Vegetation phenology can be captured with digital repeat photography and linked to variability of root nutrition in Hedysarum alpinum
Version of Record online: 24 SEP 2012
© 2012 International Association for Vegetation Science
Applied Vegetation Science
Volume 16, Issue 2, pages 317–324, April 2013
How to Cite
Nijland, W., Coops, N.C., Coogan, S.C.P., Bater, C.W., Wulder, M.A., Nielsen, S.E., McDermid, G., Stenhouse, G.B. (2013), Vegetation phenology can be captured with digital repeat photography and linked to variability of root nutrition in Hedysarum alpinum. Applied Vegetation Science, 16: 317–324. doi: 10.1111/avsc.12000
- Issue online: 4 MAR 2013
- Version of Record online: 24 SEP 2012
- Manuscript Accepted: 24 AUG 2012
- Manuscript Received: 14 MAY 2012
- University of British Columbia
- University of Calgary
- Harvard University
- University of New Hampshire
- Foothills Research Institute
- Food quality;
- Grizzly bear;
- Near sensing;
- Repeat photography;
- Root protein
Can repeat (time-lapse) photography be used to detect the phenological development of a forest stand, and linked to temporal patterns in root nutrition for Hedysarum alpinum (alpine sweetvetch) an important grizzly bear food species?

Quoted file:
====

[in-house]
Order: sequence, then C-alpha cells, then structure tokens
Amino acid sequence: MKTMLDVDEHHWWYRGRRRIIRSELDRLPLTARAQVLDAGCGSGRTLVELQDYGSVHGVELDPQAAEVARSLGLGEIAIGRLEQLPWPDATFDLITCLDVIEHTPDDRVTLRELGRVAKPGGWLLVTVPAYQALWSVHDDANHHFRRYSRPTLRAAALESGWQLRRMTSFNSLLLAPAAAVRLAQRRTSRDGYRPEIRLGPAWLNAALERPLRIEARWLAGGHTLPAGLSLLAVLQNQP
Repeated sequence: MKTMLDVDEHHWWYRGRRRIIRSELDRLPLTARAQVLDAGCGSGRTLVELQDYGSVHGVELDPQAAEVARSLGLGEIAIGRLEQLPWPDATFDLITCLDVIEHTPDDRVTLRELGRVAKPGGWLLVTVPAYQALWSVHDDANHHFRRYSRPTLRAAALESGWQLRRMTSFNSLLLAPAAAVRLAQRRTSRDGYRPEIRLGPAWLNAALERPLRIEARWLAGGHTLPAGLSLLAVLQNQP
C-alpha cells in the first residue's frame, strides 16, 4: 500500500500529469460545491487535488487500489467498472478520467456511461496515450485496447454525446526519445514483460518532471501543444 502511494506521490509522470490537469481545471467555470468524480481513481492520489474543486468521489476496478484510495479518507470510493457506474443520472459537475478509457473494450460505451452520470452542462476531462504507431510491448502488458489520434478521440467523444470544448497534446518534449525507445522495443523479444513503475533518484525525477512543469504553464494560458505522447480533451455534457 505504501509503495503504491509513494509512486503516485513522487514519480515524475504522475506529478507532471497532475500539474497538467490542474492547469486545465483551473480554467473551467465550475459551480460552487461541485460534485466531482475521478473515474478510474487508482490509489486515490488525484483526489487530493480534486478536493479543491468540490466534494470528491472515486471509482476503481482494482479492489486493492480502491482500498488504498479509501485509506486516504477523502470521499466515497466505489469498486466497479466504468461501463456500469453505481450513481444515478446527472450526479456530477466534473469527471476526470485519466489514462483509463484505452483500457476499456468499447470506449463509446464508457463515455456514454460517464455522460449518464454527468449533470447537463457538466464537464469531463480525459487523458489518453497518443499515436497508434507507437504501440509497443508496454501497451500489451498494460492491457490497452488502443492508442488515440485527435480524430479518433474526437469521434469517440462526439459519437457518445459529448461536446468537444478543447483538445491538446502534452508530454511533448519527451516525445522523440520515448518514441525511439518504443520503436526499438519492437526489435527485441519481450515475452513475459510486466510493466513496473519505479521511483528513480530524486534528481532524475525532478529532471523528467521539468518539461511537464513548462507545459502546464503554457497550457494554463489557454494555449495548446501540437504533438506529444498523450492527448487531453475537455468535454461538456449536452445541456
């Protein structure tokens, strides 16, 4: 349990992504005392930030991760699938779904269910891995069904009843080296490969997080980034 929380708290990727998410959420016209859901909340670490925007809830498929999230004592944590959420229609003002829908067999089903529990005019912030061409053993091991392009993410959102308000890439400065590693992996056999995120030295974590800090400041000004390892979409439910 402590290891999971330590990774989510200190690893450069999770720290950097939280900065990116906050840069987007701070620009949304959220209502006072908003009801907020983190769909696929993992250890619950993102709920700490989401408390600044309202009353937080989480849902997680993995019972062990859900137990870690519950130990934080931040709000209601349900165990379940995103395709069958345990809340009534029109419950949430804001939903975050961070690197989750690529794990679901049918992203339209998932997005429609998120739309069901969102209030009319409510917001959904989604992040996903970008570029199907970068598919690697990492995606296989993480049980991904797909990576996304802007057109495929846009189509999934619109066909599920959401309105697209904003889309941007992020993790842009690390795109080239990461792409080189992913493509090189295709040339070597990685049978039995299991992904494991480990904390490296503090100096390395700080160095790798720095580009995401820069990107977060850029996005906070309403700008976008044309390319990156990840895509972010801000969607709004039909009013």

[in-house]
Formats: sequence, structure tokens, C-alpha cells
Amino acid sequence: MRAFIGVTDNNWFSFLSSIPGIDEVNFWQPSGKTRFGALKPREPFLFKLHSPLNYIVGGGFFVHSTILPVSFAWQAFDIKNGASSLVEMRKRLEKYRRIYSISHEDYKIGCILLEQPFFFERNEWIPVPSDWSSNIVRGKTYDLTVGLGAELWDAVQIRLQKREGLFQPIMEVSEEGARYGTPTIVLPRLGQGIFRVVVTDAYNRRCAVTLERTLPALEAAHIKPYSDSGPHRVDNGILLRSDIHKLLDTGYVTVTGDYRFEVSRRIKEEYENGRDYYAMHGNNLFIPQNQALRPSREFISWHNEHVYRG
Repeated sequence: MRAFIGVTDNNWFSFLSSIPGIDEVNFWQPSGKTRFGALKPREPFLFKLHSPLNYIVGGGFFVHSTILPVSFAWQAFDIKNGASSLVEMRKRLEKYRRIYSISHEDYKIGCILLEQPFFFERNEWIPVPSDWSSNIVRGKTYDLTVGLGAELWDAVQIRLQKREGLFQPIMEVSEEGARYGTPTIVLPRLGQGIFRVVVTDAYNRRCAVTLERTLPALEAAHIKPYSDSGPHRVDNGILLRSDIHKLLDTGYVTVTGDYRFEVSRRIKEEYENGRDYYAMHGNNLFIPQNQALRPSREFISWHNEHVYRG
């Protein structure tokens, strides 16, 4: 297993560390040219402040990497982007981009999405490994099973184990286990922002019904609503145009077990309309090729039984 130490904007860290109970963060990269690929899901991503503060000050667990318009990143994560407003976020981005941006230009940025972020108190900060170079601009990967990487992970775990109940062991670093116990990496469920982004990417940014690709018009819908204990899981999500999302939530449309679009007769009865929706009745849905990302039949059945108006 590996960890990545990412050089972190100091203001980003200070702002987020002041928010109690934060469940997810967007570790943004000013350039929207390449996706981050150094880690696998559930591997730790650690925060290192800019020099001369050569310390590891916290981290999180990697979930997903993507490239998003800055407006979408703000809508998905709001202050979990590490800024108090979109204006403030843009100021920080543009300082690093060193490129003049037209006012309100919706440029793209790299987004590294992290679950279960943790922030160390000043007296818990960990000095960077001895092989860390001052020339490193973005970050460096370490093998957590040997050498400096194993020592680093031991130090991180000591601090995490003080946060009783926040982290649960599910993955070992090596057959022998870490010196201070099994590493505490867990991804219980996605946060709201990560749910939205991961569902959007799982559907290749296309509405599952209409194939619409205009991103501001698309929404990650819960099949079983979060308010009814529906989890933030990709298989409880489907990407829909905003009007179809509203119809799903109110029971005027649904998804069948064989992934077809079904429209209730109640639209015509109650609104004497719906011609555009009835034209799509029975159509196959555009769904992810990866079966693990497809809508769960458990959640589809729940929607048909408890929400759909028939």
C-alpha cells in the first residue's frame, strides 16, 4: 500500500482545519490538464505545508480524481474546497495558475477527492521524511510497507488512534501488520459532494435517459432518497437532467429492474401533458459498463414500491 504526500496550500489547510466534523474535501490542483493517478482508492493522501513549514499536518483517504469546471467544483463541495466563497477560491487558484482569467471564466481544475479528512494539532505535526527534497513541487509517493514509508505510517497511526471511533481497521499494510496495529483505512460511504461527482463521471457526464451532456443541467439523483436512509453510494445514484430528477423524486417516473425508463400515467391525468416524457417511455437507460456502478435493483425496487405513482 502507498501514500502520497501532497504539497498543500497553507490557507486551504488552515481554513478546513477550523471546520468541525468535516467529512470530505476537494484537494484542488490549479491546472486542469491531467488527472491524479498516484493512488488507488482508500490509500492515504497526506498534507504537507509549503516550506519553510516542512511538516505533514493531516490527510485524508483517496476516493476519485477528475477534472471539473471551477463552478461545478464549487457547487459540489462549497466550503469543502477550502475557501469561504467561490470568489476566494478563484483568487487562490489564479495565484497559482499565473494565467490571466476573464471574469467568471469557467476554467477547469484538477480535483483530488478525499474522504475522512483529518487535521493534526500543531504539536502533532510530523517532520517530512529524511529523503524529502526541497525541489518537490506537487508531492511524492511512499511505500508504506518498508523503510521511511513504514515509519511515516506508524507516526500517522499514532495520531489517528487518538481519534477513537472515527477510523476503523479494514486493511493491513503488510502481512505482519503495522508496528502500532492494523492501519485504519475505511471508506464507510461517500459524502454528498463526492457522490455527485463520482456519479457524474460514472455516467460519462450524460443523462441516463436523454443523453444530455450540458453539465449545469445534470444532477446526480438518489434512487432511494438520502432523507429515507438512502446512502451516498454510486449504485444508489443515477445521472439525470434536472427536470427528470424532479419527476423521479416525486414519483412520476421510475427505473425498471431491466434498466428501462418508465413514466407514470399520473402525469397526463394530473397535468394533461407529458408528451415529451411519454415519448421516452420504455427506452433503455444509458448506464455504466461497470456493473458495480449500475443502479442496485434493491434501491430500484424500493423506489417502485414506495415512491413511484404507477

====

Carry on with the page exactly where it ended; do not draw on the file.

Eastern foothills and front ranges of the Rocky Mountains in Alberta, Canada. The area contains a diverse mix of mature and young forest, wetlands and alpine habitats.
We deployed six automated cameras at three locations to acquire daily photographs at the plant and forest stand scales. Plot locations were also visited on a bi-weekly basis to record the phenological stage of H. alpinum and other target plant species, as well as to collect a root sample for determination of crude protein content.
Repeat photography and image analysis successfully detected all key phenological events (i.e. green-up, flowering, senescence). Given the relation between phenology and root nutrition, we illustrate how camera data can be used to predict the spatial and temporal distribution and quality of a key wildlife resource.
Repeat photography provides a cost-effective method for monitoring vegetation development, food availability, and nutritional quality at a forest stand scale. Since wildlife responds to the availability and quality of their food resources, detailed information on changes in resource availability helps with land-use management decisions and furthers our understanding of grizzly bear feeding ecology and habitat selection.